Voters’ election of President-elect Donald Trump and a Republican Majority put health care reform squarely back on the table even as leaders debate if repeal or reform, and if reform, what reform Americans want.
Like most American families with school aged children, our family’s annual flurry of back-to-school preparations includes an annual visit to our child’s pediatrician. Since we generally must take time off work to fit in the pediatrician’s visit around the flurry of work, carpool and other demands of daily living, like most families blessed with relatively healthy children, we tend to remember to schedule the visit when prompted by a minor health concern and/or to save up our requests for prescription refills and questions and concerns about minor or chronic health care issues to discuss with the pediatrician while he conducts his annual check of our sons’ height, weight, blood sugar, eyesight, immunizations and other basic health concerns normally included in an annual well child checkup. Unfortunately, the opportunity for parents to use a single office visit to the pediatrician for a single fee to get caught up with our pediatrician on all current and recurring health care questions and concerns about our child while the pediatrician also conducts an annual checkup appears to be the latest healthcare casualty of Obamacare.
Beginning January 1, 2014, the individual coverage mandate rules of the Patient Protection & Affordable Care Act (ACA) generally required most American citizens to maintain health coverage meeting the “minimum essential coverage” mandates of ACA or pay an “individual shared responsibility payment.” With the deadline for filing 2014 individual tax returns rapidly approaching, Americans now generally will be required to show their fulfillment of or exemption from this mandate or pay the “individual shared responsibility” payment that ACA imposes as a penalty for failing to meet its individual coverage mandates when filing their 2014 individual tax returns
While most Americans are familiar with the well-publicized issues and higher than projected premium costs of coverage offered to Americans enrolling in health care coverage through the federal healthcare marketplace Healthcare.gov created under the health care reforms of the Patient Protection & Affordable Care Act (ACA), many Americans are just beginning to recognize the growing problems and concerns emerging with state exchanges in those states that elected to enact their own exchange. As the Supreme Court prepares to hear arguments in the challenge to the use of ACA subsidies to pay for coverage purchased through the federal healthcare.gov marketplace in King v. Burwell on Wednesday, March 4, 2015, the growing evidence of rapidly emerging funding and other challenges affecting state run exchanges raise concerns about the solvency and reliability of coverage promised and purchased through those state run exchanges. What are your thoughts?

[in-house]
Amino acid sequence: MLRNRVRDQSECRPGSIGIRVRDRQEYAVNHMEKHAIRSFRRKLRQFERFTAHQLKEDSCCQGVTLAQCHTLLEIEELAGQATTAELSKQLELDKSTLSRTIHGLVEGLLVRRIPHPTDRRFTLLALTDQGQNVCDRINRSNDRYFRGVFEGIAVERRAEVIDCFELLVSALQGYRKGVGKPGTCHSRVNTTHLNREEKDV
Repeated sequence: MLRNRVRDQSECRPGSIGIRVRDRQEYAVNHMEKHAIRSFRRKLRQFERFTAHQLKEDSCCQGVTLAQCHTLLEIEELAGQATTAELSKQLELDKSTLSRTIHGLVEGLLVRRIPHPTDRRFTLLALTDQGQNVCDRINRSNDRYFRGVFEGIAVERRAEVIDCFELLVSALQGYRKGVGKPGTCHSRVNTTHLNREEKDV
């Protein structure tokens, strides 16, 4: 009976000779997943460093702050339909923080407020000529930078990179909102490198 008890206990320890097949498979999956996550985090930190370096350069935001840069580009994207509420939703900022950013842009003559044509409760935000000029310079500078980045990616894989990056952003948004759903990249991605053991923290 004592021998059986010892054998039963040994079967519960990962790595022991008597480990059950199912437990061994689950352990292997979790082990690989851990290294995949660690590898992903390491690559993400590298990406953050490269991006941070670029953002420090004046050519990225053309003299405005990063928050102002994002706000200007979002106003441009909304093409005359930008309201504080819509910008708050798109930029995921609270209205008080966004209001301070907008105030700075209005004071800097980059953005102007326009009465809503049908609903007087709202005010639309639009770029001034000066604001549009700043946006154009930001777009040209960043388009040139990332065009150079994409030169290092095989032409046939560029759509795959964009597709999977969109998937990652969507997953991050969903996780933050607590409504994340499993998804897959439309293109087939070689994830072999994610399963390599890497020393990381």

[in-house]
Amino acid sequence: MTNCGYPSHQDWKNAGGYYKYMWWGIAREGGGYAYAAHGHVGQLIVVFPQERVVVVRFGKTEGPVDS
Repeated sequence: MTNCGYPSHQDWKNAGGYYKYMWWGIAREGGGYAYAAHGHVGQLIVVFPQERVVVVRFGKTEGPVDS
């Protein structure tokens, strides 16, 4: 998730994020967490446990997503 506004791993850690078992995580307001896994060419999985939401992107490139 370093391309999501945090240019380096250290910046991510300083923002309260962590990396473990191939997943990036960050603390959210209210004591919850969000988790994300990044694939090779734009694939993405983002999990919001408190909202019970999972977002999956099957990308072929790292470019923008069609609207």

With enrollment in the new Federal and State Health Insurance Exchanges, which the Obama Administration calls “Marketplaces” lagging and Americans attempting to use the Federal and state Exchange enrollment platforms continuing to experience technical “glitches,” […]
A new Johns Hopkins University study has found that most Americans with dementia who live at home have health, safety and care needs that aren’t being met. Regular evaluation of patient and caregiver needs and […]
Individuals receiving pension benefit payments from the Pension Benefit GUarantee Corporation who receiving the Health Coverage Tax Credit (HCTC) will not qualify for the HCTC credit after December 31, 2013. HCTC is a federal tax credit for health care […]
The U.S. Department of Health and Human Services (HHS) announced December 12 plans to issue a $50 million funding opportunity announcement to help Community Health Centers establish or expand behavioral health services for people living with mental illness, […]
Despite growing concerns expressed by the General Accounting Office (GAO) and others about arrangements and the need for added funding to prepare for the massive conversion in the U.S. health care system slated to take effect January 1, 2014 under the Patient Protection & Affordable Care Act (“ACA), Obama Administration officials are continuing to claim readiness to begin enrollment of Americans In federal health care marketplace on schedule on October 1, 2013 and to meet other crucial deadlines necessary to effectively implement the next wave of ACA’s health care reforms in the Department of Health & Human Service’s rollout of new consumer health care education and decision-making tools on its newly designed healthcare.gov website.
Bad economic times, and not health care reform, account for the record slowdown in U.S. health care spending, according to a new Kaiser Family Foundation study, Assessing the Effects of the Economy on the Recent Slowdown in Health Spending (Study).
According to Kaiser Foundation, government statistics show that the period from 2009-2011 had the slowest growth (3.9%) in health care expenditures since the government began tracking health expenditure data in 1960.